DoD Slashes Base Sales Price
By Linda D. Kozaryn
American Forces Press Service
SAN ANTONIO, March 3, 2000 Defense Secretary William S. Cohen received a standing ovation, Mar. 2 for giving Texans a $102.8 million break on the bill for Kelly Air Force Base.
During a speech, he announced the price for the Air Force base dropped from $108 million to $5.2 million. The 250 local officials and members of the San Antonio Chamber of Commerce attending the luncheon at the Adams Mark Hotel were pleased.
Formerly, by law, local communities had to buy federal property when a military base closed. A provision of the Fiscal 2000 Defense Authorization Act now allows the department to convey surplus property at no cost if it is used to generate jobs. This applies to property paid for by tax dollars. The community must still purchase properties paid for by user fees, such as NCO and officer clubs, bowling alleys and golf courses. In this case, the cost for such property at Kelly totals $5.2 million.
DoD has also approved no-cost economic development conveyances at Naval Air Station Memphis, Tenn.; March Air Force Base, Calif.; and the Naval Air Warfare Center Indianapolis, Ind. The department is considering requests for about 40 more price reductions.
As a former U.S. senator, Cohen stressed that he understands firsthand what base closures can mean to a community. Closing Kelly Air Force Base, however, was "not the death knell that people predicted," he noted. "It's a starting bell. The Greater Kelly Redevelopment Authority has done a magnificent job." The redevelopment authority is responsible for finding new, civilian uses for the air base.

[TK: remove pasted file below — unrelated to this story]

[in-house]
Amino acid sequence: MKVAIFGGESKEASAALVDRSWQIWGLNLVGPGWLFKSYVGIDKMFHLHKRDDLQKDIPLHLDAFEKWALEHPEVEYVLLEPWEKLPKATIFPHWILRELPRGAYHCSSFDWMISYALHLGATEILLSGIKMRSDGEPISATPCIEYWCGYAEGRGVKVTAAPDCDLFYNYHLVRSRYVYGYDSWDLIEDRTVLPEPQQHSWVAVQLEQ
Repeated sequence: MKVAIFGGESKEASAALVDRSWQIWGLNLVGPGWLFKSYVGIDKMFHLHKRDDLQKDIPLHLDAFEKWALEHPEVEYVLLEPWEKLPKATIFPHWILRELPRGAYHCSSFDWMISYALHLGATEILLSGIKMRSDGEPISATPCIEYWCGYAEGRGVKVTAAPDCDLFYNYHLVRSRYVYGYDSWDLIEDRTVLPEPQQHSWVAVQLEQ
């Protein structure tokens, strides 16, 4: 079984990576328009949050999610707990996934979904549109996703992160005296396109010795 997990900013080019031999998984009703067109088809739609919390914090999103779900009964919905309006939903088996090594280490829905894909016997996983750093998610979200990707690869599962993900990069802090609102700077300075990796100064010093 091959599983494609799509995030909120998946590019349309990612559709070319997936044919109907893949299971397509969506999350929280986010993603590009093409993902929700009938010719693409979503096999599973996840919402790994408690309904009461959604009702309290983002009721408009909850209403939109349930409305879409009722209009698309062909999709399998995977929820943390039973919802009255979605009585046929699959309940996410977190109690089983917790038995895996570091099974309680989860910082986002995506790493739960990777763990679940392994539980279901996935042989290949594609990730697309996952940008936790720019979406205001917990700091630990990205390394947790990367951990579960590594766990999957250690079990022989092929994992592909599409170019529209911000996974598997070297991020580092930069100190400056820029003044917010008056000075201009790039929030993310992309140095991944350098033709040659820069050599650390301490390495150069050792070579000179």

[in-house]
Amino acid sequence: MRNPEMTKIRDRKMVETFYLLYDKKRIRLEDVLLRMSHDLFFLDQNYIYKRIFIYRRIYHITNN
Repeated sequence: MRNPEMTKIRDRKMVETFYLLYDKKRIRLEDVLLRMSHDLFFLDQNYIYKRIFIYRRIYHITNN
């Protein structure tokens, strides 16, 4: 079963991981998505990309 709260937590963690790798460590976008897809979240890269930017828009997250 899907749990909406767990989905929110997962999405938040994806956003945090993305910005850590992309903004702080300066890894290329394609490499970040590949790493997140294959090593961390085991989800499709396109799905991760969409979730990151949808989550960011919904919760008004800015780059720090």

Reducing the community's debt to the federal government, he said, will help local officials achieve their goal of generating about 21,000 jobs by converting Kelly into an industrial park. About 11,000 jobs were lost when the base closed.
Following his luncheon address, the secretary visited a Lockheed Martin aviation center and a Boeing aerospace support center already established at the former base.
Cohen also toured a new housing complex at nearby Lackland Air Force Base. A total of 420 units are being constructed for enlisted families, E-3 to E-7. The Lackland project is part of DoD’s housing privatization program. The program, approved in 1996, gets private developers to build or renovate military housing. DoD officials believe the program will go a long way toward upgrading DoD housing and eliminating substandard housing.
From San Antonio, Cohen traveled to Fort Hood to tour the Army's Force XXI Brigade's tactical command post and combat information center and witness a live war-fighting exercise between Fort Hood's 4th Infantry Division and the 1st Cavalry Division.